## The p-value

All statistical tests produce a p-value and this is equal to the probability of obtaining the observed difference, or one more extreme, if the null hypothesis is true. To put it another way - if the null hypothesis is true, the p-value is the probability of obtaining a difference at least as large as that observed due to sampling variation.

Consequently, if the p-value is small the data support the alternative hypothesis. If the p-value is large the data support the null hypothesis. But how small is 'small' and how large is 'large'?!

Conventionally (and arbitrarily) a p-value of 0.05 (5%) is generally regarded as sufficiently small to reject the null hypothesis. If the p-value is larger than 0.05 we fail to reject the null hypothesis.

The 5% value is called the significance level of the test. Other significance levels that are commonly used are 1% and 0.1%. Some people use the following terminology:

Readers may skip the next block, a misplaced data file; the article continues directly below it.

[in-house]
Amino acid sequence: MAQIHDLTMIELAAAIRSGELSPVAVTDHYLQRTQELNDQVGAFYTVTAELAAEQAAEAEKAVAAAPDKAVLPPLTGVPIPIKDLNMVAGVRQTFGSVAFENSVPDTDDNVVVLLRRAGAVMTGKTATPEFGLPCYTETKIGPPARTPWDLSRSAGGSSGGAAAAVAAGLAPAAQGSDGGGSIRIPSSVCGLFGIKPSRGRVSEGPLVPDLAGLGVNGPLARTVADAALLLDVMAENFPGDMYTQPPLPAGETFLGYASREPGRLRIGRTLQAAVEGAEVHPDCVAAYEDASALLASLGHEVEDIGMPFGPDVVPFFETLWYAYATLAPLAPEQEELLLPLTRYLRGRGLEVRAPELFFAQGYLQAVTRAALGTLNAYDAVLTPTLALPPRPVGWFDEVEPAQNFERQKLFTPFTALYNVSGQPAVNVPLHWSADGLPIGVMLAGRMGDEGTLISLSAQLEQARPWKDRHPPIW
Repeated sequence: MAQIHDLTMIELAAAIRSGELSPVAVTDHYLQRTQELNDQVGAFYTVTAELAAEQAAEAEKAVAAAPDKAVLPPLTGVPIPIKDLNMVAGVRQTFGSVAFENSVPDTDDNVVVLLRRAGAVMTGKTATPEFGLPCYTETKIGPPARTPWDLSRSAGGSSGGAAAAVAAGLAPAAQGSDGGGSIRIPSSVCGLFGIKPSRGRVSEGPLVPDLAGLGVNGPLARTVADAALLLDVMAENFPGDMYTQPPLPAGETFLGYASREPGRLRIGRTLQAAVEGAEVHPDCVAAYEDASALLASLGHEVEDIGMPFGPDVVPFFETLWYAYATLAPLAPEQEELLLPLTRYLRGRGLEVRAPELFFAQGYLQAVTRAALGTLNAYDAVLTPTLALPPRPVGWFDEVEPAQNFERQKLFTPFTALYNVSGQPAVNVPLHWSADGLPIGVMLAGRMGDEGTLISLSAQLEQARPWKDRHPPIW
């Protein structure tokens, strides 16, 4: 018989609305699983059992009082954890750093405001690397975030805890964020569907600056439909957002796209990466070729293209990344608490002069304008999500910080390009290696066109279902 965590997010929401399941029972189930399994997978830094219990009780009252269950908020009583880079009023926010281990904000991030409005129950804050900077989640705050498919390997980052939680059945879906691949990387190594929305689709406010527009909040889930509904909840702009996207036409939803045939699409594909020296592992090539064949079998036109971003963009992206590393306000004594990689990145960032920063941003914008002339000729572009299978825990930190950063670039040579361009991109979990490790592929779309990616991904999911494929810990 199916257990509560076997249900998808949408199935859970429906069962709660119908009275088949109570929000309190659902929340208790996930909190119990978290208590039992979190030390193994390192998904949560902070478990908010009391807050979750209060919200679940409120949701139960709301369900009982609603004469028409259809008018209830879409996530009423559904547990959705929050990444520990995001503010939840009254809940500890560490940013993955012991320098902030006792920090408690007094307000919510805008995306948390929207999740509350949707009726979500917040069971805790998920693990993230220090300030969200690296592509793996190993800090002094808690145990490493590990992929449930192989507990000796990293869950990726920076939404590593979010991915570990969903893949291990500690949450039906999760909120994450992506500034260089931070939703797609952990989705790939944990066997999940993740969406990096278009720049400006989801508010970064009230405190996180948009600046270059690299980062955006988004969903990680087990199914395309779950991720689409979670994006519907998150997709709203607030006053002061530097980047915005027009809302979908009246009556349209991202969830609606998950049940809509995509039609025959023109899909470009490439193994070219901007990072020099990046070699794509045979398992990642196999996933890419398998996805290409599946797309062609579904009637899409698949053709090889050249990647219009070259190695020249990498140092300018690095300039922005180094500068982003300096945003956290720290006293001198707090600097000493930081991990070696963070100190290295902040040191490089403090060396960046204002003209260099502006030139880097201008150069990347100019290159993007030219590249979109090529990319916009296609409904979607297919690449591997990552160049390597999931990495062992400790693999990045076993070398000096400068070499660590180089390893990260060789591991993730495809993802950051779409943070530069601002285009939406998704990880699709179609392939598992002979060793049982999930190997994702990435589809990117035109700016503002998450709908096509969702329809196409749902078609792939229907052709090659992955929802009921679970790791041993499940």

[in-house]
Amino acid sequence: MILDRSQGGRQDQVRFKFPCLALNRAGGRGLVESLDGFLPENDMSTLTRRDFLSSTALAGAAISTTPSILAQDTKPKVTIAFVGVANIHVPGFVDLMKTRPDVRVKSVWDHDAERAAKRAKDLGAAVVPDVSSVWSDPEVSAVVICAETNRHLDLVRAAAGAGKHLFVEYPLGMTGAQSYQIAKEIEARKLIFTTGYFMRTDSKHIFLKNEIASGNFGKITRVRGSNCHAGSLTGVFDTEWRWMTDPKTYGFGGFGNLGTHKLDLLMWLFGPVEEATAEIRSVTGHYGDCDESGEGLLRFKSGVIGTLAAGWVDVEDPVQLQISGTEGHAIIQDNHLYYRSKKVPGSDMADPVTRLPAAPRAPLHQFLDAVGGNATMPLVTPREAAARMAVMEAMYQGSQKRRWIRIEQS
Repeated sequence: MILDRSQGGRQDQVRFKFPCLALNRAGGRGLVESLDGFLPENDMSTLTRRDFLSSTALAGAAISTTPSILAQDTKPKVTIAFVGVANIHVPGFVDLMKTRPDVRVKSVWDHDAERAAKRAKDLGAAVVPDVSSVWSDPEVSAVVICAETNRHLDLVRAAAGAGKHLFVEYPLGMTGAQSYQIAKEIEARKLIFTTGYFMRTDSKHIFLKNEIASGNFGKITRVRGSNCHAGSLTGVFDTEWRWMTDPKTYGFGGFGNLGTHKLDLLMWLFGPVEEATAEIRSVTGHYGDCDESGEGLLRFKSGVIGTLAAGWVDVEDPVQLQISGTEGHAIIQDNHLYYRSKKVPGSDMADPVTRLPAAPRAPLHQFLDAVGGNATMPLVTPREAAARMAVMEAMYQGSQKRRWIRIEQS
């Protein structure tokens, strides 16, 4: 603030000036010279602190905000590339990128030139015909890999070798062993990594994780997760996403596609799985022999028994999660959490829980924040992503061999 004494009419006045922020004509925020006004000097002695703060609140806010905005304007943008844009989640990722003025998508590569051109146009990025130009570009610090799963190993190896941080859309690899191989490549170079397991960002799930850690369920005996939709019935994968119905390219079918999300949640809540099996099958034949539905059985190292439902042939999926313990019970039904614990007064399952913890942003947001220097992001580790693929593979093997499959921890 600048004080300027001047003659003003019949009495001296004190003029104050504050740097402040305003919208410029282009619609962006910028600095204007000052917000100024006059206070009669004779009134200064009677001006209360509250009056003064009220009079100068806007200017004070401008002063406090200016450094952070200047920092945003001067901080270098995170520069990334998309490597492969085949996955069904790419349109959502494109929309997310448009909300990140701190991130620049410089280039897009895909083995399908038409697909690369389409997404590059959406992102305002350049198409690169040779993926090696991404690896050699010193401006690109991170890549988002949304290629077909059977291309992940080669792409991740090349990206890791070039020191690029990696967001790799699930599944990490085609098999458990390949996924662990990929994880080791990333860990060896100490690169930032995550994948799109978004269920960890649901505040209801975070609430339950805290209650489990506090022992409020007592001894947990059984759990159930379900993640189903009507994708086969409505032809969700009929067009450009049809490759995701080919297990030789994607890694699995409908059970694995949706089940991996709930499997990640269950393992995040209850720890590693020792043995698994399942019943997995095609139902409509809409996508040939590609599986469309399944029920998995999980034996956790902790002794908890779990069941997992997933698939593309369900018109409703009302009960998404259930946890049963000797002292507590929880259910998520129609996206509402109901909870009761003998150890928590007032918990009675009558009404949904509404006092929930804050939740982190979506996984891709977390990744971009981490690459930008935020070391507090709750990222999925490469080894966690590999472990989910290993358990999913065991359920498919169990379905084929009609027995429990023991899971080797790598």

p-value |
Outcome of test |
Statement |
---|---|---|

greater than 0.05 | Fail to reject H_{0} |
No evidence to reject H_{0} |

between 0.01 and 0.05 | Reject H_{0} (Accept H_{1}) |
Some evidence to reject H_{0} (therefore accept H _{1}) |

between 0.001 and 0.01 | Reject H_{0} (Accept H_{1}) |
Strong evidence to reject H_{0} (therefore accept H _{1}) |

less than 0.001 | Reject H_{0} (Accept H_{1}) |
Very strong evidence to reject H_{0} (therefore accept H_{1}) |

**Further Reading**

Since the p-value does not relate to the importance of a finding (it depends on sample size), often appropriate confidence intervals are given. See Campbell & Machin (1999) for more details.